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bdiament

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About bdiament

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  1. Hi AnotherSpin, A hole in the board is a good idea. It eliminates the need for the straw too. Best regards, Barry Soundkeeper Recordings http://www.soundkeeperrecordings.wordpress.com Barry Diament Audio
  2. Hi John, I don't believe a well-designed roller will "care" about the weight of the load. I have them under quite light DVD players and line stages, as well as under quite heavy amps, speakers, and subwoofers. My feeling is the less there is between the rollers and what they isolate, the less there is to isolate. Not a matter of weight but a matter of what there is to "shake." Best regards, Barry Soundkeeper Recordings http://www.soundkeeperrecordings.wordpress.com Barry Diament Audio
  3. Hi Dave, The "problem" here is that you are speaking from direct experience as opposed to not having any experience with this, theorizing a lot (often erroneously), and simply repeating what others have said as if you discovered it. Now who am I going to believe about how the water feels: Someone who has spent some good time swimming? Or someone who might have (or might not have) dipped their toe in once? ;-} My experience matches yours: the air bearing works well vertically and doesn't do much horizontally. To be clear, it might be more than zero in the horizontal plane but it i
  4. Hi sig8, The question becomes, is the tube as flexible and "loose" as it would be in its normal (valve facing inward) state? I would tend to think it is more "tight" with the valve outside, making it stiffer. Best regards, Barry Soundkeeper Recordings http://www.soundkeeperrecordings.wordpress.com Barry Diament Audio
  5. Hi John, I believe your assumption makes sense. However, I've also found that isolation seems to work best when it is placed as close as possible to that which we wish to isolate. In this case, having tried (and currently using) both, I find giving "priority" to the rollers (i.e., the horizontal and rotational planes) to be sonically advantageous. Does this mean horizontal vibrations potentially do more damage than vertical ones? I don't know but I think this is a possibility. Another, perhaps stronger possibility is that there just happen to me more horizontal ones than vertical o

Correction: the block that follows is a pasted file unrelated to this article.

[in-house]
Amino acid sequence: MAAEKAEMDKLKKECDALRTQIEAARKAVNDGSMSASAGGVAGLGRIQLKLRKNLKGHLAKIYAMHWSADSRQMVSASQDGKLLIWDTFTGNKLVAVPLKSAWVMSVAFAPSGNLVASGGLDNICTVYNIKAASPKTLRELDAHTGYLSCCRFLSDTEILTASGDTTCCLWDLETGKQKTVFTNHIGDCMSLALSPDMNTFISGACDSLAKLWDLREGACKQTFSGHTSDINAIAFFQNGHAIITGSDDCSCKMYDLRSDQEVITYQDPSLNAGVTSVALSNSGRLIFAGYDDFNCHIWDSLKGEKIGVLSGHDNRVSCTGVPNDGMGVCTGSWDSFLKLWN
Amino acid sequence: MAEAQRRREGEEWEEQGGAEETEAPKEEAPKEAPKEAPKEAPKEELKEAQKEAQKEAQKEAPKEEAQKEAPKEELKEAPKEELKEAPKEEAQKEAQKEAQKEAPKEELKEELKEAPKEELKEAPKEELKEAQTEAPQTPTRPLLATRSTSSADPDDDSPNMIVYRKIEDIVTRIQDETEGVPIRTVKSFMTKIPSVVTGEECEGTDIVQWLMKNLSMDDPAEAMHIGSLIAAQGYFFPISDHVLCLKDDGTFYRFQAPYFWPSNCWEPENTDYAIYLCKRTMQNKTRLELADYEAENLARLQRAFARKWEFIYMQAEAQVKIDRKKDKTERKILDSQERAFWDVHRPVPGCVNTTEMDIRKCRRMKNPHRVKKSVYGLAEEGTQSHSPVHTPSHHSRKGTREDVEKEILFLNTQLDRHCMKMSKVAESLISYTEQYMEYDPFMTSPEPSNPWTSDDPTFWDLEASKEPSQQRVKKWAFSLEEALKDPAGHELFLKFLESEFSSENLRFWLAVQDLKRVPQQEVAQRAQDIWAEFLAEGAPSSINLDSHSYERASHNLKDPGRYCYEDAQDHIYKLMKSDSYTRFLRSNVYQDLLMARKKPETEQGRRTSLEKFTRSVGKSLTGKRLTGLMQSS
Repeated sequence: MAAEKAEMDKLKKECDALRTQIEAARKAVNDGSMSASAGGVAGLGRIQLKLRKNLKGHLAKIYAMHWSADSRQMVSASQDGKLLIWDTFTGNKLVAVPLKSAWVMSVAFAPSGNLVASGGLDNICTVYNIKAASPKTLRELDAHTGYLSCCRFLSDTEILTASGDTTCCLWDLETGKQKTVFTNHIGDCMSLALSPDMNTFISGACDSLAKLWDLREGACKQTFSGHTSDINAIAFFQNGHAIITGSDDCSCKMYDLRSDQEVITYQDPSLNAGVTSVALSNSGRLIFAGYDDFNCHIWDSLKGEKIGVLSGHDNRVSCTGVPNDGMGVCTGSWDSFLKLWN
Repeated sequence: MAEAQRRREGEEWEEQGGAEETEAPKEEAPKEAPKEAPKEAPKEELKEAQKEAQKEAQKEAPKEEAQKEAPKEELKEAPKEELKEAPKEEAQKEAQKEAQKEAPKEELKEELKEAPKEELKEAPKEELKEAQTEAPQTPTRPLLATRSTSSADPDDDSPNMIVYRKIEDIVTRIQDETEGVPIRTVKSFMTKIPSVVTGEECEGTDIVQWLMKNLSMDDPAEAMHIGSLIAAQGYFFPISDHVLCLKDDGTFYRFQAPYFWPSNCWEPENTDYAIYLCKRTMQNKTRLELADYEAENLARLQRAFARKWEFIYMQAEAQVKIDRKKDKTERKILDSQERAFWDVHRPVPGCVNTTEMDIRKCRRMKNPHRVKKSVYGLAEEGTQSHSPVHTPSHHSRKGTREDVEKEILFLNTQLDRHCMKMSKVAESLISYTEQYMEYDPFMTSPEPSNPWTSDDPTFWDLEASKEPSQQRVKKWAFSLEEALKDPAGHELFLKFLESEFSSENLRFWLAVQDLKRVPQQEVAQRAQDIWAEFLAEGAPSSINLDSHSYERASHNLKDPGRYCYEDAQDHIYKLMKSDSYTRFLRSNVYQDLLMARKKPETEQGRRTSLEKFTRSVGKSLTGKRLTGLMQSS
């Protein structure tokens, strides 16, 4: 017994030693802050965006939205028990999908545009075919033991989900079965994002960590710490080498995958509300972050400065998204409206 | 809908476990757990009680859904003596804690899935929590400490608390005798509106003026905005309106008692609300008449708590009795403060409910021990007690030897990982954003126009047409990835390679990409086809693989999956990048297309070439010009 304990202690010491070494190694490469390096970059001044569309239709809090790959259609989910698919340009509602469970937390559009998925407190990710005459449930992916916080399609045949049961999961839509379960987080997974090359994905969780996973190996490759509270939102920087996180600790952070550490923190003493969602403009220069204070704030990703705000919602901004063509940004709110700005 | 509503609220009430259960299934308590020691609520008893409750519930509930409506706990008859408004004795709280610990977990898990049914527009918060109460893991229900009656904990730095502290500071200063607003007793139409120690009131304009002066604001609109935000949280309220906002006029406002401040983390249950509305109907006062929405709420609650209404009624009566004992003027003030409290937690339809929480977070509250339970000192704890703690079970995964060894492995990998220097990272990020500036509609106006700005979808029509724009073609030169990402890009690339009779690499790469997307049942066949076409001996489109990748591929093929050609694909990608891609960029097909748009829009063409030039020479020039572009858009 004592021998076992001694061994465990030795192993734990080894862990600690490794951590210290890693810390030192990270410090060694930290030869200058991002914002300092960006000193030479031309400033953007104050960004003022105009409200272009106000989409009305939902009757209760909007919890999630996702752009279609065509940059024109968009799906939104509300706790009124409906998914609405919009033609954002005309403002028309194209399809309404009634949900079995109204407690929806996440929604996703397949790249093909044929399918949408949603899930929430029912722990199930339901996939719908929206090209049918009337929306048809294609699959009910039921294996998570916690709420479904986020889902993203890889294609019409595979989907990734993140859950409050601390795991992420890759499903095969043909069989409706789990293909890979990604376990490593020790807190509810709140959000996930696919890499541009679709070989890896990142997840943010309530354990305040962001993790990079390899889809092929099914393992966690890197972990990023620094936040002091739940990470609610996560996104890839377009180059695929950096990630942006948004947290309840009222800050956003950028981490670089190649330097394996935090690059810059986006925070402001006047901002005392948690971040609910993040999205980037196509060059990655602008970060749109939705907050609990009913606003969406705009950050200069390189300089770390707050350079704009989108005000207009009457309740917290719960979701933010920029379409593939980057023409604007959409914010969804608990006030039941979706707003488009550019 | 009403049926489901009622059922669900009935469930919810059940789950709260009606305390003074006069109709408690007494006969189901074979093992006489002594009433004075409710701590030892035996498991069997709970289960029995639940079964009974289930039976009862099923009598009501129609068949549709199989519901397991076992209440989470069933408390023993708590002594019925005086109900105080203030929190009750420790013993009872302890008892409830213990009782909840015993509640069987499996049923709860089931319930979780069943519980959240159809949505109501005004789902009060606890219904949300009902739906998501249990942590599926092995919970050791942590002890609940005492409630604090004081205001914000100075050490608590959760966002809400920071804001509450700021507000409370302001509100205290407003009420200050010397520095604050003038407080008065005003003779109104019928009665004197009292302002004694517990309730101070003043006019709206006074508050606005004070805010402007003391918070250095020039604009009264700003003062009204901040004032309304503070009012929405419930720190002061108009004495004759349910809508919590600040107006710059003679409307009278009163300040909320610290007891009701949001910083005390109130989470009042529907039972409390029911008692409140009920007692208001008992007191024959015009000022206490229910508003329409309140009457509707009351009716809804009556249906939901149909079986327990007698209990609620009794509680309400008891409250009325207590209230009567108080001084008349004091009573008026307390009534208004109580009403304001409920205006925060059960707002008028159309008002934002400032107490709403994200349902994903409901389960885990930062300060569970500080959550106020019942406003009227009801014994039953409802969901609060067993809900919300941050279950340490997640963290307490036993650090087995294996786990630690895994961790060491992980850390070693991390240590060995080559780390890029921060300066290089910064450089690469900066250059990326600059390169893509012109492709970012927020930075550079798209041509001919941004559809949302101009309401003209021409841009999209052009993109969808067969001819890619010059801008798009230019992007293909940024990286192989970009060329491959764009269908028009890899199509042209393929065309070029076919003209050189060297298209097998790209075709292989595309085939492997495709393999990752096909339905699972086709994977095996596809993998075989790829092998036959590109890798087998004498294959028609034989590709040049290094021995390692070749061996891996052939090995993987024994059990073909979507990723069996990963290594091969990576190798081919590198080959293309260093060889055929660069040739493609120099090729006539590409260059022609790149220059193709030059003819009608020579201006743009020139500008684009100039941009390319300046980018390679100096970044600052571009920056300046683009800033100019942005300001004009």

6. Hi John, Are you using the rollers below the air bearing? If so, have you tried it the other way (shelf - air bearing - platform - rollers - component or tile-component)? The main thing is you are happy with the results. I wonder if reversing the setup (rollers on top) might make you even happier? Just a thought. Best regards, Barry Soundkeeper Recordings http://www.soundkeeperrecordings.wordpress.com Barry Diament Audio
  7. Hi Dave, Understood about the floor. However, I still don't see this means vibrations in the floor are necessarily traveling vertically as opposed to horizontally. Not sure how this could best be measured. Probably have to look into how seismologists do it. (There's a job. I can imagine a kid somewhere saying: "When I grow up, I want to be a seismologist." ;-}) Best regards, Barry Soundkeeper Recordings http://www.soundkeeperrecordings.wordpress.com Barry Diament Audio
  8. Hi sig8, I'd leave the valve on the inside. As Dave rightly points out, there is less rubber on the inside of the circle than there is on the outside. A flexible valve extension helps with access. And yes, it *may* also provide enough of a gap to remove the need for the straw. However, it may also make for a bit of tilt. You would need to experiment to see. Best regards, Barry Soundkeeper Recordings http://www.soundkeeperrecordings.wordpress.com Barry Diament Audio